2018’s Most (and Least) Exciting Tech and Consumer Products
Since 1967, the Consumer Electronics Show has served as a showcase for the latest and greatest tech gadgets.
The inaugural trade show’s biggest hit? Pocket radios.
It’s safe to say we’ve come a long way in the 51 years since; today, smart speakers like the Amazon Echo would never fit in your pocket.
Check out the tech we’re most (and least) excited for in 2018.
Get ready to see luggage following people around at the airport. Travelmate is a “fully autonomous suitcase and robot” that promises to precisely match a travelers’ speed.
Head Impact Monitor System
H.I.M.S. from Prevent Biometrics is a mouthguard that can detect potentially concussion-causing hits in athletics.
Sony’s robot dog has been around since 1999, but the latest generation, featuring OLED eyes, AI capabilities, and facial recognition, might just be the best yet. As Sam Byford from The Verge wrote, “I played with Sony’s new Aibo robot dog, and I miss it already.”
The desk lamp MyLiFi beams a broadband, highly secure internet connection via infrared LED light.
Despite a recent Black Mirror episode that centers around a remarkably similar vehicle, we’re kind of excited by the e-Palette, a self-driving, modular store on wheels.
From L’Oréal comes UV Sense, a wearable that attaches to your fingernails to monitor UV exposure.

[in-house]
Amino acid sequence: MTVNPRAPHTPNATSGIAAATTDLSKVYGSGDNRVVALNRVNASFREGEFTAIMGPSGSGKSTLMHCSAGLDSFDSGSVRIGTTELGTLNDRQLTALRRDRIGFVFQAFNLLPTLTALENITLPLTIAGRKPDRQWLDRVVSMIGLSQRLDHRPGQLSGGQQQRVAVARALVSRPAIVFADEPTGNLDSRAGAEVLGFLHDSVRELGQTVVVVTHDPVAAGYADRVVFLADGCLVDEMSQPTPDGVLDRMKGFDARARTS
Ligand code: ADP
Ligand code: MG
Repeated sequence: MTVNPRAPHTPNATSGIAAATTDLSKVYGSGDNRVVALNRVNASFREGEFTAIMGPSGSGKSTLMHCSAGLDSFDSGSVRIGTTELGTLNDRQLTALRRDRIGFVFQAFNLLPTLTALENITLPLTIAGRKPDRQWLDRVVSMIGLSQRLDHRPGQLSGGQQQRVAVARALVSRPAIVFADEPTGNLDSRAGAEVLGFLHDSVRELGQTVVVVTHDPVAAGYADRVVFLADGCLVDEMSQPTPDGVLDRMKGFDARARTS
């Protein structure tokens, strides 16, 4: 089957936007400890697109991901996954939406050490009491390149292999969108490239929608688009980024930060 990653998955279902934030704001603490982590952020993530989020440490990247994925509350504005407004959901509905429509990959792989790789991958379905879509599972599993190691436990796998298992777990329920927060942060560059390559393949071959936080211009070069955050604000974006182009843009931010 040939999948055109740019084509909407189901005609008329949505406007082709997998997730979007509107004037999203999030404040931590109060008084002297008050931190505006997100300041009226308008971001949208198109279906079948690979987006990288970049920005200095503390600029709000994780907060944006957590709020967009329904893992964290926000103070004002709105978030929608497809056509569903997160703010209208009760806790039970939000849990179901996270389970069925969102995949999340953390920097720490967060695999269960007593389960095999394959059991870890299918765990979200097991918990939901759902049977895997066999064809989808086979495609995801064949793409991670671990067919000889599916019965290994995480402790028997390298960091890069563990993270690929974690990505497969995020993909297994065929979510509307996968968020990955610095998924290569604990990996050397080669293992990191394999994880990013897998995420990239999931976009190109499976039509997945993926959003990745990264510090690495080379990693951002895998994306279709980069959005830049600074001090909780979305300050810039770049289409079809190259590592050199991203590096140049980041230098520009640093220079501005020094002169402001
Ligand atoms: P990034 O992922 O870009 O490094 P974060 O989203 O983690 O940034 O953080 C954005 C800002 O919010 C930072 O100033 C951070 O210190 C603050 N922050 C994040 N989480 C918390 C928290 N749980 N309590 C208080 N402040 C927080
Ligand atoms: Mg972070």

Black Box VR
Want a virtual workout with real results? That’s what Black Box VR promises, featuring an immersive workout experience that track your progress in real-time.
For patients with spinal cord injuries or partial paralysis, the NeoMano could prove a literal life-saver. The robotic glove uses titanium wires to perform tasks like holding a glass or gripping a door handle.
When you were a kid, did you “invent” a dog or cat translator? Well, that’s just what a slew of adults are also claiming to have achieved. Kyon was one of many “pet emotion trackers” on display at CES. Apparently it works as well as the one you created at age 10 (which is to say, not at all).
The Worst of the Worst
For the second year in a row, not a single one of CES’ keynote speakers was female. Get it together CES.
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